Joice Walton, Vocalist
– Jazz/Blues/R&B/Rock

 

Throughout her simultaneous careers as a boldly eclectic, international-touring blues singer, and procurement agent for Silicon Valley hi-tech firms, Joice Walton has held a number of strong political views. She kept them largely to herself and her circle of friends -- until now.

 

On her new single, titled “Vegetable Soup,” the San Jose, California-based singer-songwriter addresses a number of them, from the U.S. invasion of Iraq to the prospect of building a wall along the border, but her primary focus is on the recent rash of murders by police of African American men.

 

“Where’s the justice for people of color when a cop’s raping sistas and shooting up brothas who they’re supposed to serve and protect?” Walton urgently cries out over the gospel-imbued grooves of a rhythm section led by producer Paul Smith and choir-like background vocals arranged and produced by Larry Batiste. A church-trained organist and pianist from San Jose, Smith has previously worked with Ike & Tina Turner, Natalie Cole, and Bill Withers, among others. Batiste is one of the most sought after music and vocal producers on the West Coast.

joice walton

 

“It’s been a work in progress,” she explains. “This song actually started in 2002 when I picked up a notepad and started jotting down some of my feelings. I never liked it when we invaded Iraq, took over a sovereign country and killed all these people. There was no proof that they had all those weapons of mass destruction. It had nothing to do with 9/11.”

 

“Over the years, I would pick up on events and situations that happened in the country and around the world. I’d jot a verse down and a line here and there and put it away. The events of the last year and a half to two years were what really inspired me to go ahead and make a song of it. There’s nothing new about this. With all this technology, it’s all being caught on camera and cell phones. Black people have known for years that this stuff was going on. Why kill a person because of a minor traffic violation such as broken taillight. It makes no sense.

 

Walton’s answer to ending such racist violence and other forms of bigotry and injustice is to create an environment of understanding and tolerance among people of many colors and cultures who populate the United States, and the world! “We’re all one melting pot,” she sings. “I call it vegetable soup. The bigger the variety, the better she scoop.”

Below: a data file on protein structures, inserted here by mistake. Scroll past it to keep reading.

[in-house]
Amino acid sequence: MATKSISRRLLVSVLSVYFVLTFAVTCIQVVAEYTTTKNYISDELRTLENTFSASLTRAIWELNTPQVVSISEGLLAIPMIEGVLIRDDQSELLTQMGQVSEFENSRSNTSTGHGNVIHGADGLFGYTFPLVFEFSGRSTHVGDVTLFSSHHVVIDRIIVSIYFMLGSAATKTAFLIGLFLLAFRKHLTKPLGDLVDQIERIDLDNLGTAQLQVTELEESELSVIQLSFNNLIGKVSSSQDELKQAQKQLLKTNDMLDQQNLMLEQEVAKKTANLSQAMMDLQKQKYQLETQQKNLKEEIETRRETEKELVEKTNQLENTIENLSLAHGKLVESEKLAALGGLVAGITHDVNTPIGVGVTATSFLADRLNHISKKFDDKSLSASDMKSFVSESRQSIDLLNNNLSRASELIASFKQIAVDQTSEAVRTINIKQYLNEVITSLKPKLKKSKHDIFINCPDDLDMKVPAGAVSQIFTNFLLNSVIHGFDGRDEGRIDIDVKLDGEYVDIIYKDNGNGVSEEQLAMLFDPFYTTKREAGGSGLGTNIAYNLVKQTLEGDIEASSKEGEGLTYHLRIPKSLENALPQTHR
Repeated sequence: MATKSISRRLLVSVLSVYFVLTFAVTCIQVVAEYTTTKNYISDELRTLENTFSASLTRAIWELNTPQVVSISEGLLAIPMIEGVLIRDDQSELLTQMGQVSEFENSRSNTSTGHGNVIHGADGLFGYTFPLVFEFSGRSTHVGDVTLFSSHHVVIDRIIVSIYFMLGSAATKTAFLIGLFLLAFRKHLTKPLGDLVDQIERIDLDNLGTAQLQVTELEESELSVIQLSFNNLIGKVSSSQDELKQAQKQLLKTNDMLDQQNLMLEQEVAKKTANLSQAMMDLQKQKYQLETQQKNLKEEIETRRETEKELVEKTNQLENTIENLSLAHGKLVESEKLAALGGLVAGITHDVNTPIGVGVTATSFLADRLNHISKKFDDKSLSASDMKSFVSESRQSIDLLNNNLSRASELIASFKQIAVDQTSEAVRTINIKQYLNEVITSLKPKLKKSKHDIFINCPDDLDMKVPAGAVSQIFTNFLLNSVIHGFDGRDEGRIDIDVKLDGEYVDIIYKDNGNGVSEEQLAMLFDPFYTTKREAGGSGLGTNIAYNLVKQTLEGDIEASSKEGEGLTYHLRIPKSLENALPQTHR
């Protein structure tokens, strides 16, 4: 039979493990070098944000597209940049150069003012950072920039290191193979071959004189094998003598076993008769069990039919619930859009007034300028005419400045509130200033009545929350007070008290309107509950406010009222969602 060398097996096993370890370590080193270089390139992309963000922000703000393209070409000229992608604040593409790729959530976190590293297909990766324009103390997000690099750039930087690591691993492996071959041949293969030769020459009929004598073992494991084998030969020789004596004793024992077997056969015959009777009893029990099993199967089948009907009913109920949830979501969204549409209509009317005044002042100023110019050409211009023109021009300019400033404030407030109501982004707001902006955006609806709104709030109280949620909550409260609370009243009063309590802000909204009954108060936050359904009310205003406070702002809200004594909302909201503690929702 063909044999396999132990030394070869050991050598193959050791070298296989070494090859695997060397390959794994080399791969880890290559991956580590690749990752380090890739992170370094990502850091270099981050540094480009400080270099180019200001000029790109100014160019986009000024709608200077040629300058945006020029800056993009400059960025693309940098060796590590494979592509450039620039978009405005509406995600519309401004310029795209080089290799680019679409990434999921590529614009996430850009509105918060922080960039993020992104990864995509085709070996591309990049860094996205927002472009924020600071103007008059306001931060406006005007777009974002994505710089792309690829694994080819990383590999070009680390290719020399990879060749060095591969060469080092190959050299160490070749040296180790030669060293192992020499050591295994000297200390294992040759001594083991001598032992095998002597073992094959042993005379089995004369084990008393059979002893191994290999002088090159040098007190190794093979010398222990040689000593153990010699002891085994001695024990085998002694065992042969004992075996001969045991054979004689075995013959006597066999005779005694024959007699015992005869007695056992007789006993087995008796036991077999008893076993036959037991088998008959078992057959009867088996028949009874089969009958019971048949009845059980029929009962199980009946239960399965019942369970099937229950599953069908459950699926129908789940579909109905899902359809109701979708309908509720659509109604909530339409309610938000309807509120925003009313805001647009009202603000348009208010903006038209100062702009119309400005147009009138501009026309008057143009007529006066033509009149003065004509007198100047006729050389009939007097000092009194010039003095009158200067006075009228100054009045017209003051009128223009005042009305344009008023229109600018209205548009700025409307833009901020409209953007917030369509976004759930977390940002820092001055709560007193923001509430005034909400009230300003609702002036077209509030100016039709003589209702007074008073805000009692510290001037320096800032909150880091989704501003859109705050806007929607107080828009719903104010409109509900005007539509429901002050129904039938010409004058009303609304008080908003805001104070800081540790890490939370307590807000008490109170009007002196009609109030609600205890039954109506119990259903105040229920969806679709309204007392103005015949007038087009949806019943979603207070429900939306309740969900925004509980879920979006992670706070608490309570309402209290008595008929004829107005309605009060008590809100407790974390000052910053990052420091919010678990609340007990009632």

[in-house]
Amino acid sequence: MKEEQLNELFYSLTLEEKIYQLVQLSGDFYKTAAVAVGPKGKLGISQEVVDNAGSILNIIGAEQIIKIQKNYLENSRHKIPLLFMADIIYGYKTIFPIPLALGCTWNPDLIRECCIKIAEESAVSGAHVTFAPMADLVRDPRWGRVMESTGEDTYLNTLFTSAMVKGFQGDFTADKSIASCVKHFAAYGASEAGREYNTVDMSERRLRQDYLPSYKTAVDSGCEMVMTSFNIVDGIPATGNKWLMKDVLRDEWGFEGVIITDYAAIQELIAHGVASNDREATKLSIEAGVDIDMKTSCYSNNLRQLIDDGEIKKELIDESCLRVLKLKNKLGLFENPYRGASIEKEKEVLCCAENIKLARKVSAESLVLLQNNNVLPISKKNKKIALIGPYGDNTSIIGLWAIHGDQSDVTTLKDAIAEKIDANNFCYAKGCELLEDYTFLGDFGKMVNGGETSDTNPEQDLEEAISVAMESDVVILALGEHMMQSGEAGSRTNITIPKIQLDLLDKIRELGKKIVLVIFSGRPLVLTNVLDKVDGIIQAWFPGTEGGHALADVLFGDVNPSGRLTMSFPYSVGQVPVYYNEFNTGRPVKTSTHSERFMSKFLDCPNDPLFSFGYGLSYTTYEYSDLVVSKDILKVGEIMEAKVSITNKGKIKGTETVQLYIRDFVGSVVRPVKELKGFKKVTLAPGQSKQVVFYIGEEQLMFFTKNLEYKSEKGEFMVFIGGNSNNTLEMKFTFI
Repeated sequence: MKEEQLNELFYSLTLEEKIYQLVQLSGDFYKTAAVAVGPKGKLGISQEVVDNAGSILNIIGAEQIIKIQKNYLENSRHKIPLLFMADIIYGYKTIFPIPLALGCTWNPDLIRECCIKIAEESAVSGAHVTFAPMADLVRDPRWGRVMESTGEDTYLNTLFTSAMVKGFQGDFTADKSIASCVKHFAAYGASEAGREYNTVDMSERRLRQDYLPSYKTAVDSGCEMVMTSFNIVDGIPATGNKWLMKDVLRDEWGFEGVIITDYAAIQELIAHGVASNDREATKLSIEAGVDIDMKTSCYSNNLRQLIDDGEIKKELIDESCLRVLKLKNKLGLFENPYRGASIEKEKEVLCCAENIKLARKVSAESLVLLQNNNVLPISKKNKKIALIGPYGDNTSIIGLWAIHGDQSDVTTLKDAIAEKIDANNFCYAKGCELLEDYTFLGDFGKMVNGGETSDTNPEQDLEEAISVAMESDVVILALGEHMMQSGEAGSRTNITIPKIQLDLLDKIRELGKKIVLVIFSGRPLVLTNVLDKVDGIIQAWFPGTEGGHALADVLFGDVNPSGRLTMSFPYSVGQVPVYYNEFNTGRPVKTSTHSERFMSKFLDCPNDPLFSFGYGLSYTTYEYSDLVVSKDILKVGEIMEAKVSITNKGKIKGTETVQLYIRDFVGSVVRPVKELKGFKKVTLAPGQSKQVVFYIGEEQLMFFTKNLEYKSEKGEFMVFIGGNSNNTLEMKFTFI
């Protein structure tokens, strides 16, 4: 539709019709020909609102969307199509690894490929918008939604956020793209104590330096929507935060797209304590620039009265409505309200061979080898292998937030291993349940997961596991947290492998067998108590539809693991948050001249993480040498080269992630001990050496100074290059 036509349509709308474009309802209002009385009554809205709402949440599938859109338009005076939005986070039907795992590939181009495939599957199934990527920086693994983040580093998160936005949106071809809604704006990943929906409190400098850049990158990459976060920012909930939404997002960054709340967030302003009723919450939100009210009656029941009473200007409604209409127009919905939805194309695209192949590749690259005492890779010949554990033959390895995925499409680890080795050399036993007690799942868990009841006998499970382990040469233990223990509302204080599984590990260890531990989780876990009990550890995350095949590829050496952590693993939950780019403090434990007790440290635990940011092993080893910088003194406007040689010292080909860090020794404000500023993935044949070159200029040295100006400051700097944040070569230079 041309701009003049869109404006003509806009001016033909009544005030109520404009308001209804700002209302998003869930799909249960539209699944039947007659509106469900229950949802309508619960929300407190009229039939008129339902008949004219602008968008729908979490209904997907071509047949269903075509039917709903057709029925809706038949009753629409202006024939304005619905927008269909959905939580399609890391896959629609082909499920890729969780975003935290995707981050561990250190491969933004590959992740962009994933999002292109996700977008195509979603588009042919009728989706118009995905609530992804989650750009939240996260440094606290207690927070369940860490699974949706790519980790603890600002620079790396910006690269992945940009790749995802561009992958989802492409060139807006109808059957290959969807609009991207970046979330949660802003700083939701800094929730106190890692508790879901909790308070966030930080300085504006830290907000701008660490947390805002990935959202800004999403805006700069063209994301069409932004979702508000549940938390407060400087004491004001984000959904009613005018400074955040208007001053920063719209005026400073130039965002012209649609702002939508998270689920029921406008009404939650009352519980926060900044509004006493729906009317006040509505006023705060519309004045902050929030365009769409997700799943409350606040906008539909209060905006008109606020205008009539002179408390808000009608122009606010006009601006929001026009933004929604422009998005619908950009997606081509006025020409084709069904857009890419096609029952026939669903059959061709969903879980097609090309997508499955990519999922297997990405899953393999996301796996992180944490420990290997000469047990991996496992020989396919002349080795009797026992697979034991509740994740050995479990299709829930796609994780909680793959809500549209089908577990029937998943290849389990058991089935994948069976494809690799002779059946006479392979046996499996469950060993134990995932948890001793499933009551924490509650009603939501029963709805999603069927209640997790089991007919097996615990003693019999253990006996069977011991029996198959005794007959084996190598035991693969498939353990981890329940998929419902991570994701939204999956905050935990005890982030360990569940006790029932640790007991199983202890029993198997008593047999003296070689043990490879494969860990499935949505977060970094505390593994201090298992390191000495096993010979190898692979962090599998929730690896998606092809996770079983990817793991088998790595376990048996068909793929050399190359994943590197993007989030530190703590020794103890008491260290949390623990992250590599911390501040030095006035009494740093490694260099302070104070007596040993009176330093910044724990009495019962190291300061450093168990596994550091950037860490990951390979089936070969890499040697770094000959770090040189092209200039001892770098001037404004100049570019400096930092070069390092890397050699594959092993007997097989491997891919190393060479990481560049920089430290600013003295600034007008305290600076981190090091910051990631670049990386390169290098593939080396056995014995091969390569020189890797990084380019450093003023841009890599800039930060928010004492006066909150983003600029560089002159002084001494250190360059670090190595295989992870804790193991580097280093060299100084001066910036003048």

Walton was born and raised on a farm in Central, Texas, a quiet country town with a population less than 50, most of them her kinfolk. The sixth of 9 brothers and sisters, she began singing at age 12 and soon formed a trio with her twin cousins and performed at high school pep rallies and retirement homes.

 

Downsville Girl, Walton’s debut album, was released in 1994 on the Pinnacle label in the U.S. and subsequently picked up for European distribution by Line Music in Germany. Rave reviews were followed by a performances in France, Belgium, Holland, Switzerland, Italy, Greece, and Hong Kong.


She has also appeared in the U.S. at the Waterfront Blues Festival in Portland and at such clubs as J.J.’s Blues, the Poor House Bistro in San Jose and Biscuits and Blues in San Francisco.

 

Walton’s second album, 2012’s Texas Heat, was even more eclectic than her first. Recorded primarily in Nashville, she brilliantly wove the blues, country, soul, jazz, rock, and pop strains of American vernacular styles into a multihued fabric. Like her late friend, Clarence “Gatemouth” Brown, who contributed his guitar and viola to two tracks of the album, Walton prefers to simply call what she does “American music.” One might also call it a vegetable soup of sounds.